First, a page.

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Prostate Cancer Study supported by GPs and Noclor has finding published in BMJ Oncology

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The Reimagine study found that MRI screening for prostate cancer is significantly more accurate than current tests, which are linked to overdiagnosis and overtreatment.

The Reimagine study invited men aged 50-75 from GP Practices including a number of the practices we work with at Noclor across North Central and East London. Noclor’s Primary Care Team collaborated with the UCL study team in designing the invitation and randomisation pathway for patients and supported delivery in practices. 

Prostate cancer is the most common cancer, and the second most common cause of cancer-related death, in men in the UK. The Reimagine study aimed to assess the feasibility of MRI as a screening tool for prostate care and determine the prevalence of MRI defined suspicious lesions in men across a spectrum of PSA results.


From BBC News by Fergus Walsh:

A 10-minute MRI scan could be used to screen men for prostate cancer, according to a new study.

The scans proved far more accurate at diagnosing cancer than blood tests, which look for high levels of a protein called PSA.

MRI picked up some serious cancers that would have been missed by PSA alone.

At present there is no national screening programme because PSA is considered too unreliable, although men over 50 can request a PSA test.

The authors of this new study suggest that prostate MRI could be used for screening, though they say a larger study would be needed to assess this.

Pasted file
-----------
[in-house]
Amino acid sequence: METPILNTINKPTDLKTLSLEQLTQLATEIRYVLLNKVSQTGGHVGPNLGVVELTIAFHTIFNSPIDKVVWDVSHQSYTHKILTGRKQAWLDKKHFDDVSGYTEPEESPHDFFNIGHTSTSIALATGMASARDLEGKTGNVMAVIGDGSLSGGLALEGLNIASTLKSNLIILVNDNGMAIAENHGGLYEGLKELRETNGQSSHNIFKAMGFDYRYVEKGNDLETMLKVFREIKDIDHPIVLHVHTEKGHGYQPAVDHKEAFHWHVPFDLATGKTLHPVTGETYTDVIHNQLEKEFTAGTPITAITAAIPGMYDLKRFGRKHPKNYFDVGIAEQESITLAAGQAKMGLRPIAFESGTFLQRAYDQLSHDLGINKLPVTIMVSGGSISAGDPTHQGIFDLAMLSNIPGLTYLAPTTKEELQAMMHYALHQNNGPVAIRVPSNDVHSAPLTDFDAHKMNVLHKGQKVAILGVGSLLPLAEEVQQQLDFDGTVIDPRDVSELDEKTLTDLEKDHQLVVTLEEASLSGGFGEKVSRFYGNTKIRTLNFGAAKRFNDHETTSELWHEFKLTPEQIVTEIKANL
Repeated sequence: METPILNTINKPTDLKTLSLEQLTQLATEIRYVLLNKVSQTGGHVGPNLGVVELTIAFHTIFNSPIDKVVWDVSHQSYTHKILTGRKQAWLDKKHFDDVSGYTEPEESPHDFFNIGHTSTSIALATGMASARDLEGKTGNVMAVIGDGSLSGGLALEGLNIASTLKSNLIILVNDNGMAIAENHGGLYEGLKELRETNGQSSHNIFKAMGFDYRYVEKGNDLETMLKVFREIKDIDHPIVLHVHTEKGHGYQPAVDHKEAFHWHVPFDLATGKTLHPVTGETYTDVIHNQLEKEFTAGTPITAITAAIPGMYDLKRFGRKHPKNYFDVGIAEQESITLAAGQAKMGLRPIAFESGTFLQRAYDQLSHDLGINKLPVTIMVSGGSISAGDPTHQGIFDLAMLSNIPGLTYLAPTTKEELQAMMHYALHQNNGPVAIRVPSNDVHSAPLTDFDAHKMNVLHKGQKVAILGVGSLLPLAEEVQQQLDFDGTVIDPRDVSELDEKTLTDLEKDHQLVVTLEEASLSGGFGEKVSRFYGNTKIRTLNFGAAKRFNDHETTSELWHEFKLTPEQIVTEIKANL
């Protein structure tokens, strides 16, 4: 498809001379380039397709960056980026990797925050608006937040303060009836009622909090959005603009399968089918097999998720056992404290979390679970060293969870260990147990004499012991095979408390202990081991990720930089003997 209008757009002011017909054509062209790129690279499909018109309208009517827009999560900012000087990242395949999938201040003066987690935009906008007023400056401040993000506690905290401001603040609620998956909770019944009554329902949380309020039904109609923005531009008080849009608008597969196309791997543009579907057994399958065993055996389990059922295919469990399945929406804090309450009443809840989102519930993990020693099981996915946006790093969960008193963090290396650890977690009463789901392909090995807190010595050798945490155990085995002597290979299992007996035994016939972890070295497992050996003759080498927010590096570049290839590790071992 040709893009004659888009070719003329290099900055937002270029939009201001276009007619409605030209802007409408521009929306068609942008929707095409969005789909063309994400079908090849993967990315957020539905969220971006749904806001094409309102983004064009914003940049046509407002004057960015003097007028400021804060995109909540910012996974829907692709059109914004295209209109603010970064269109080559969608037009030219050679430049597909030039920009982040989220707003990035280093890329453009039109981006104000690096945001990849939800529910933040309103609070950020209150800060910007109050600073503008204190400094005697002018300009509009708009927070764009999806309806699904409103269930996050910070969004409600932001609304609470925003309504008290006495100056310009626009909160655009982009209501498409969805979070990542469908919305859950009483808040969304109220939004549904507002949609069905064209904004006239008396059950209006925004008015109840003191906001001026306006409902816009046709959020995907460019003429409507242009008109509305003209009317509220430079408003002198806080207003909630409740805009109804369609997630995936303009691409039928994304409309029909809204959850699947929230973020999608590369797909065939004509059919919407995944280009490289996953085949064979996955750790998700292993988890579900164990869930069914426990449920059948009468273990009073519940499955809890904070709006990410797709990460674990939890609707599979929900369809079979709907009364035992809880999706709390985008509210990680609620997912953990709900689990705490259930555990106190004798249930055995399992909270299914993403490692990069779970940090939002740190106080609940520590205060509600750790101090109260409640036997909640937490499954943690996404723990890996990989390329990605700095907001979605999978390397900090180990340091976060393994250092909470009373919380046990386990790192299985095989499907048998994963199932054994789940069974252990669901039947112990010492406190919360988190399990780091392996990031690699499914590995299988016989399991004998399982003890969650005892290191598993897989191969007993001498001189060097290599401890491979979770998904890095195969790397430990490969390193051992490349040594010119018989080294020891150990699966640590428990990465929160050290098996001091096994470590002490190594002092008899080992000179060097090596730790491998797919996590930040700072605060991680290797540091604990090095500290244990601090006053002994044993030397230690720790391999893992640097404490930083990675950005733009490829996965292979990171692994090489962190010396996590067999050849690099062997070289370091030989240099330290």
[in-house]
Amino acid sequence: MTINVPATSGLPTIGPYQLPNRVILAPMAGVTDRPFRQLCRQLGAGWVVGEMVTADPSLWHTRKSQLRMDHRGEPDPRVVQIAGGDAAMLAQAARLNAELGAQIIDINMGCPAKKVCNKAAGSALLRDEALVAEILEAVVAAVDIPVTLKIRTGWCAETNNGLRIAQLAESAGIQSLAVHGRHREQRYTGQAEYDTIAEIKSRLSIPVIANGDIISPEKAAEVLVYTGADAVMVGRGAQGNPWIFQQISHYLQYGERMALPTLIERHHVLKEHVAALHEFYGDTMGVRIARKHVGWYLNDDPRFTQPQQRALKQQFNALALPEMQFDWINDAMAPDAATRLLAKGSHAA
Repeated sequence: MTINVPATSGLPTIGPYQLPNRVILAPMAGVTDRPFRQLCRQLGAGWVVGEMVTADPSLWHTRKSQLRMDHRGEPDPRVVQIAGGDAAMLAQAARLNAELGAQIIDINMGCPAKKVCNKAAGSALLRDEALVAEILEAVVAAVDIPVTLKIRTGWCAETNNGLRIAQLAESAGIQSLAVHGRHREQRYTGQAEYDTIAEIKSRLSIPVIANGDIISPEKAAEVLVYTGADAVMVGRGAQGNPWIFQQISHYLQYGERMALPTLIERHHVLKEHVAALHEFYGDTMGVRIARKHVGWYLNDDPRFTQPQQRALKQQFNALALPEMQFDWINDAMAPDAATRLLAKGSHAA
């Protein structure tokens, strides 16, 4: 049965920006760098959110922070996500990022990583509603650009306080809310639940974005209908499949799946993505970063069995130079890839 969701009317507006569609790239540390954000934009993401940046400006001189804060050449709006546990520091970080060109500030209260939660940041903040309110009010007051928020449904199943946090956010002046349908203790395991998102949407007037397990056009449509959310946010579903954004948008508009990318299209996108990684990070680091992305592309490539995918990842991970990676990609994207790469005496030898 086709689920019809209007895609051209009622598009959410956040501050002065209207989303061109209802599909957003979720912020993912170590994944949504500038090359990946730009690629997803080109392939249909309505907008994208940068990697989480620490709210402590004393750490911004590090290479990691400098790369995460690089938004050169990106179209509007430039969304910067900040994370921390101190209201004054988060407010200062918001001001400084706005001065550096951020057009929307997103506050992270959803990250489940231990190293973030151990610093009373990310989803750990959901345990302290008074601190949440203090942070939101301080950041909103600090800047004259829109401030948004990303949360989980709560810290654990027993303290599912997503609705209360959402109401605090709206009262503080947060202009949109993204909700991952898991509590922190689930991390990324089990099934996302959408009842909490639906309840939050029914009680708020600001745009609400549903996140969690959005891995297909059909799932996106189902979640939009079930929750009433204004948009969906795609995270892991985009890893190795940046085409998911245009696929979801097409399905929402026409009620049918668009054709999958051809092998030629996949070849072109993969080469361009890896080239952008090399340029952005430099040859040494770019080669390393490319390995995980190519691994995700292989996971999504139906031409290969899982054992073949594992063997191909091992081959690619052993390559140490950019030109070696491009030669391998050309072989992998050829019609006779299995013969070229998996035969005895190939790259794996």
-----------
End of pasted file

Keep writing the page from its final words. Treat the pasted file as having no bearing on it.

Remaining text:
For the Reimagine study, which is published in BMJ Oncology, men aged 50 to 75 in London were invited for screening MRI and PSA tests, which were carried out at University College Hospital.

Of the 303 who had both tests, 48 had a positive MRI that indicated cancer and of these 25 were diagnosed with significant cancer after further tests, including biopsies.

More than half the men whose cancer was picked up on MRI had low PSA test scores below 3ng/ml, which is considered normal, and so would have been falsely reassured they were free of disease.

Prof Caroline Moore, consultant urologist UCLH and chief investigator of the study at University College London, said: "Our results give an early indication that MRI could offer a more reliable method of detecting potentially serious cancers early, with the added benefit that less than 1% of participants were 'over-diagnosed' with low-risk disease."


Further Reading:

You can read more on the BBC News Website: Hopes that MRI scans can screen men for prostate cancer

An alternative article is available in the Guardian: MRI scanning could lead to major cut in prostate cancer deaths, finds UK study

UCLH Bioresource Article: MRI scans improve prostate cancer diagnosis in screening trial

The findings are published in BMJ Oncology: Prevalence of MRI lesions in men responding to a GP-led invitation for a prostate health check: a prospective cohort study